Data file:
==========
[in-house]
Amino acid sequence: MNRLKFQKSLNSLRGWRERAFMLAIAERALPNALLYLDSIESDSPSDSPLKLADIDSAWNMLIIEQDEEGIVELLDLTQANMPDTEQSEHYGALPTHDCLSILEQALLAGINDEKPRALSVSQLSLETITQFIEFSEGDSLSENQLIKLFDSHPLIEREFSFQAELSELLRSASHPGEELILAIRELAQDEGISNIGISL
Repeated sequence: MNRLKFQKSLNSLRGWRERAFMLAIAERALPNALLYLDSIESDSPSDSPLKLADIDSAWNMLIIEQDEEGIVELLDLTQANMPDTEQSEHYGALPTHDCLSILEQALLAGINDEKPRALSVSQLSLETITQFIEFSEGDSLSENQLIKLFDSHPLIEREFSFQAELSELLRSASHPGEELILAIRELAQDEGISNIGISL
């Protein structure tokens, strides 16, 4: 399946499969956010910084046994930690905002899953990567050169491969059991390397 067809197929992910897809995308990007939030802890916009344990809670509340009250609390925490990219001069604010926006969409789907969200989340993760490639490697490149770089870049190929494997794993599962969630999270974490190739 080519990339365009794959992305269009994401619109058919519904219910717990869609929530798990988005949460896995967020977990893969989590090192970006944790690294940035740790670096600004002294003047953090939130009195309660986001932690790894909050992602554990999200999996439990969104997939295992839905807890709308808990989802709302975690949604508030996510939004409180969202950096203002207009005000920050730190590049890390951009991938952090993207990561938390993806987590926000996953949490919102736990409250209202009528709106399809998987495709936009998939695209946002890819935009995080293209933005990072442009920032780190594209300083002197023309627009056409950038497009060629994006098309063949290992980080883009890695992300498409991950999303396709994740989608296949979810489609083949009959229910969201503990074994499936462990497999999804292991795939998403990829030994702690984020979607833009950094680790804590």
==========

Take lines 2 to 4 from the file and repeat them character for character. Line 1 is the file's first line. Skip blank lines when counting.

Amino acid sequence: MNRLKFQKSLNSLRGWRERAFMLAIAERALPNALLYLDSIESDSPSDSPLKLADIDSAWNMLIIEQDEEGIVELLDLTQANMPDTEQSEHYGALPTHDCLSILEQALLAGINDEKPRALSVSQLSLETITQFIEFSEGDSLSENQLIKLFDSHPLIEREFSFQAELSELLRSASHPGEELILAIRELAQDEGISNIGISL
Repeated sequence: MNRLKFQKSLNSLRGWRERAFMLAIAERALPNALLYLDSIESDSPSDSPLKLADIDSAWNMLIIEQDEEGIVELLDLTQANMPDTEQSEHYGALPTHDCLSILEQALLAGINDEKPRALSVSQLSLETITQFIEFSEGDSLSENQLIKLFDSHPLIEREFSFQAELSELLRSASHPGEELILAIRELAQDEGISNIGISL
């Protein structure tokens, strides 16, 4: 399946499969956010910084046994930690905002899953990567050169491969059991390397 067809197929992910897809995308990007939030802890916009344990809670509340009250609390925490990219001069604010926006969409789907969200989340993760490639490697490149770089870049190929494997794993599962969630999270974490190739 080519990339365009794959992305269009994401619109058919519904219910717990869609929530798990988005949460896995967020977990893969989590090192970006944790690294940035740790670096600004002294003047953090939130009195309660986001932690790894909050992602554990999200999996439990969104997939295992839905807890709308808990989802709302975690949604508030996510939004409180969202950096203002207009005000920050730190590049890390951009991938952090993207990561938390993806987590926000996953949490919102736990409250209202009528709106399809998987495709936009998939695209946002890819935009995080293209933005990072442009920032780190594209300083002197023309627009056409950038497009060629994006098309063949290992980080883009890695992300498409991950999303396709994740989608296949979810489609083949009959229910969201503990074994499936462990497999999804292991795939998403990829030994702690984020979607833009950094680790804590």